The vast majority of Americans are casual consumers of the news. They have families, jobs, bills — dozens of concerns more pressing and tangible than world news consumption. These news consumers rely on headlines, television chyrons, and brief summaries to stay generally informed on what is occurring in the world, and when those things are misleading they are misled, regardless of if reality is buried deeper in the story.
But what about the more committed consumers? Maybe those who have family serving in the military and want to know what’s going on? These readers and viewers might have been treated to The New York Times’ reporting that “top military officials” were “flabbergasted” and “immediately alarmed about the prospect of Iranian retaliatory strikes on American troops in the region” after the president’s decision to kill Gen. Qassem Soleimani. “Pentagon officials have often offered improbable options to presidents to make other possibilities appear more palatable,” the story reads.
The amazing thing here is it’s almost certainly factually true while also deeply misleading: The four reporters on the byline found at least two “top military officials” who said they were “flabbergasted” by the president’s call. Notice the information here isn’t sourced. It’s not “according to Pentagon officials involved in the decision process,” “Pentagon officials involved in the drafting of options,” or even Pentagon officials “with first-hand knowledge of the presentation.” It’s what we call “Voice of God”– it is simply said, and so it is.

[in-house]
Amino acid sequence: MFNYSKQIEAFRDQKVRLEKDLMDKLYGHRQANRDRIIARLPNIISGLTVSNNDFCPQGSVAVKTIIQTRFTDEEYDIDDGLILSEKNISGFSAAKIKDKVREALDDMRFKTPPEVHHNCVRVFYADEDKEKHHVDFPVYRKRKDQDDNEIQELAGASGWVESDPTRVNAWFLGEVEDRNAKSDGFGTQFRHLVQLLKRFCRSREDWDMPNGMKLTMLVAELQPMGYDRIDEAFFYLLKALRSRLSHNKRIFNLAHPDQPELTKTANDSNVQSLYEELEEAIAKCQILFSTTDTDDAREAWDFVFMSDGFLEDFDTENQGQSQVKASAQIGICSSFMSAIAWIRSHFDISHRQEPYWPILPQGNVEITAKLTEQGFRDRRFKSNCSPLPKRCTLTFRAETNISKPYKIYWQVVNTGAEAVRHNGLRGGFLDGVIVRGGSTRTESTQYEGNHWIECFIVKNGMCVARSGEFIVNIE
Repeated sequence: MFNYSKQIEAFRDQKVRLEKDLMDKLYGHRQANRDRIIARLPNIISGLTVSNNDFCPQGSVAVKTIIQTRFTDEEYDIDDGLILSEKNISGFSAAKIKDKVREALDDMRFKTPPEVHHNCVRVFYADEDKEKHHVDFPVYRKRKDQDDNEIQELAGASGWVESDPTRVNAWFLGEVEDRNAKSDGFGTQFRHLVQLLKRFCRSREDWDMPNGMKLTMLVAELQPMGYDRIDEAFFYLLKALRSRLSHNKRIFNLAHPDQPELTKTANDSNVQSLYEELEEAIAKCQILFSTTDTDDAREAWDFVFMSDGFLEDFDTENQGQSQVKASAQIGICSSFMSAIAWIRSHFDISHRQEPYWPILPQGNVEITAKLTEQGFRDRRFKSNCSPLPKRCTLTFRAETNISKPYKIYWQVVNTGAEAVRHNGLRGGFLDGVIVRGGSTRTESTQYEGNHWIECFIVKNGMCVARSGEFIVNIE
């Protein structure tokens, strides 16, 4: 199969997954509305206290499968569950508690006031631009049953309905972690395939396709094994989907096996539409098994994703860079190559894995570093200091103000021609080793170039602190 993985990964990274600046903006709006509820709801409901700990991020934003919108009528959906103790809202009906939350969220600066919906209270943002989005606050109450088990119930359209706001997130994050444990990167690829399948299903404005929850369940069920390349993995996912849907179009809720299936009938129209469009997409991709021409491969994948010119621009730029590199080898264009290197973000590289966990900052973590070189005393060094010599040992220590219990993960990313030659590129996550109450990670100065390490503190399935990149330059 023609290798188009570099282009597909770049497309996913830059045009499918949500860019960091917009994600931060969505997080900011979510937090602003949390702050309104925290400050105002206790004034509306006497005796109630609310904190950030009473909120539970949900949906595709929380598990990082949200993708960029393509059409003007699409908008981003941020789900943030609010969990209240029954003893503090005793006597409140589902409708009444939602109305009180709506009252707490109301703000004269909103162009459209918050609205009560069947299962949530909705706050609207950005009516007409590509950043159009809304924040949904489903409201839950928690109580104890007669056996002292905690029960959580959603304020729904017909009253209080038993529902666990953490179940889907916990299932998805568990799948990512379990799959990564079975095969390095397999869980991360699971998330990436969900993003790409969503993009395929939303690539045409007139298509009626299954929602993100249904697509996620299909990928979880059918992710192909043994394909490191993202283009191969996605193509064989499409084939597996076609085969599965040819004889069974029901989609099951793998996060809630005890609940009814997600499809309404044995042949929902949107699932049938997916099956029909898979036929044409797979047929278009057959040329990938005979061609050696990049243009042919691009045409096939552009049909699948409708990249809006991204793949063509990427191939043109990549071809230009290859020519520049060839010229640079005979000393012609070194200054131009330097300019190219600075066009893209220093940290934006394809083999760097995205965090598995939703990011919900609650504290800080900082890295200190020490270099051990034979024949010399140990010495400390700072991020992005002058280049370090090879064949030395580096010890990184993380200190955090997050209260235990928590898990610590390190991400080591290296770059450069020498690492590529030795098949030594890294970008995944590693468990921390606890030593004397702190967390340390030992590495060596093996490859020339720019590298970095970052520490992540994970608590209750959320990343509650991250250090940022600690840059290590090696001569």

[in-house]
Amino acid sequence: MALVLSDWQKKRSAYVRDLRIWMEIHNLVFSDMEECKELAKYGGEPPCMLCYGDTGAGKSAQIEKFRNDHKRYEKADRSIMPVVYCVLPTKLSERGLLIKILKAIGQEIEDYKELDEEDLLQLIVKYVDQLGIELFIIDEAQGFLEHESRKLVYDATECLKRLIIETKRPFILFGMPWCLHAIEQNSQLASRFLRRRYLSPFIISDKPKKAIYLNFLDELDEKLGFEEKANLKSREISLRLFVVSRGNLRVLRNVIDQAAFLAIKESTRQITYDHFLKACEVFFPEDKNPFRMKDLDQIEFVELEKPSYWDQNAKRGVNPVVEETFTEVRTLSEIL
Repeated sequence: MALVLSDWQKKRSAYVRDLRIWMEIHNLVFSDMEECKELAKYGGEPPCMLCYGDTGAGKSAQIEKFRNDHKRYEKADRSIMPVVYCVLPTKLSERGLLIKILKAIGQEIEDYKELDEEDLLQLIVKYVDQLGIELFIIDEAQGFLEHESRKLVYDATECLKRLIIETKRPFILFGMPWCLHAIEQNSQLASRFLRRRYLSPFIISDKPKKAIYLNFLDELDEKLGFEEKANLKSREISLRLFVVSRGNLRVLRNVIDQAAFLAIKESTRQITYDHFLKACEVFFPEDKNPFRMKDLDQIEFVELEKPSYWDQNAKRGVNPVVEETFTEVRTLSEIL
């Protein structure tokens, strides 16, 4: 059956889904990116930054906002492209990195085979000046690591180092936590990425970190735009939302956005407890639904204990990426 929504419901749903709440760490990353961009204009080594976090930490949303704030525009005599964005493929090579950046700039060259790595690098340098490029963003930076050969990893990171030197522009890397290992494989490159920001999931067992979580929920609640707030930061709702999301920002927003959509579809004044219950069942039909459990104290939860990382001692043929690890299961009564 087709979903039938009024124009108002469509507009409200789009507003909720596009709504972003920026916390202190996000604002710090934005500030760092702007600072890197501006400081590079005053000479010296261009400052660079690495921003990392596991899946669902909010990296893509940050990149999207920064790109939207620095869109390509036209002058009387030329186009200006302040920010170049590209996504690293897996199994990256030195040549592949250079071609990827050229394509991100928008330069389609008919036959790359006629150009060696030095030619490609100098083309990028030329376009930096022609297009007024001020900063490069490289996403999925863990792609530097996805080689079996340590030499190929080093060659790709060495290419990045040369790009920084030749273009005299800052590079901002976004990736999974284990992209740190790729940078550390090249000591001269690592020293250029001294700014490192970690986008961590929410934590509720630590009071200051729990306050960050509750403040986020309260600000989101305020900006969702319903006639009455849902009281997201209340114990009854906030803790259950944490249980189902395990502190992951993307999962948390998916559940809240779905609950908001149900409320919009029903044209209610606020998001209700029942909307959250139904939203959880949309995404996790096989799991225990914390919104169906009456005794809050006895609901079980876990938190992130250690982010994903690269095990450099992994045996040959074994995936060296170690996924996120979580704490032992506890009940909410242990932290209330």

No decent editor would let that pass without digging in deeper, and the Times’s editors certainly did. “Who are your sources?” “What is their knowledge of the situation?” “Why aren’t we naming them?” “Do you have confirmation?” These were all asked as a matter of basic practice, yet none of the answers are even hinted at in the article. Even descriptions of the officials’ level of involvement or reason for request for anonymity were excluded. This, to be clear, requires a level of comfort with displaying an incredible disdain for the reader.
Further, is the outlined scenario at all plausible? Keep in mind this is a president the Times has repeatedly and breathlessly warned is crazy, impulsive, callous, vicious, and constantly feared by patriotic government employees doing their best to restrain him. Still, these reporters are willing to believe the career military and civilian leaders of the Pentagon float ideas they consider dangerous or stupid? Of course not, but disbelief is routinely suspended in the face of bias-confirming story lines.
Were any of these people in the room or involved in the planning process? Certainly not, or they would not have been surprised by the call. Additionally, they would have reviewed the potential repercussions.
“The options that go to the executive are vetted through the Joint Staff and the Office of the Secretary of Defense before they are presented to the president,” Alex Plitsas, who served for a time as chief of sensitive activities for the assistant secretary for special operations under President Barack Obama, told The Federalist. “Legal counsel reviews them, as does everyone else [in the chain].”
“You don’t,” he stated emphatically, “do throwaway COAs [course of actions].”
There is also zero reason to believe Join Chiefs Chairman Gen. Mark Milley or Secretary of Defense Mark Esper were doing any of what The New York Times reported. So why was this a story at all? Short answer: it fit The Narrative of an irrational president making decisions that terrify his own commanders. A Narrative, in this case, teed up for reporters by Obama’s own Iran man.
But often, The Narrative is false. Or, as President Donald Trump prefers, “fake news.”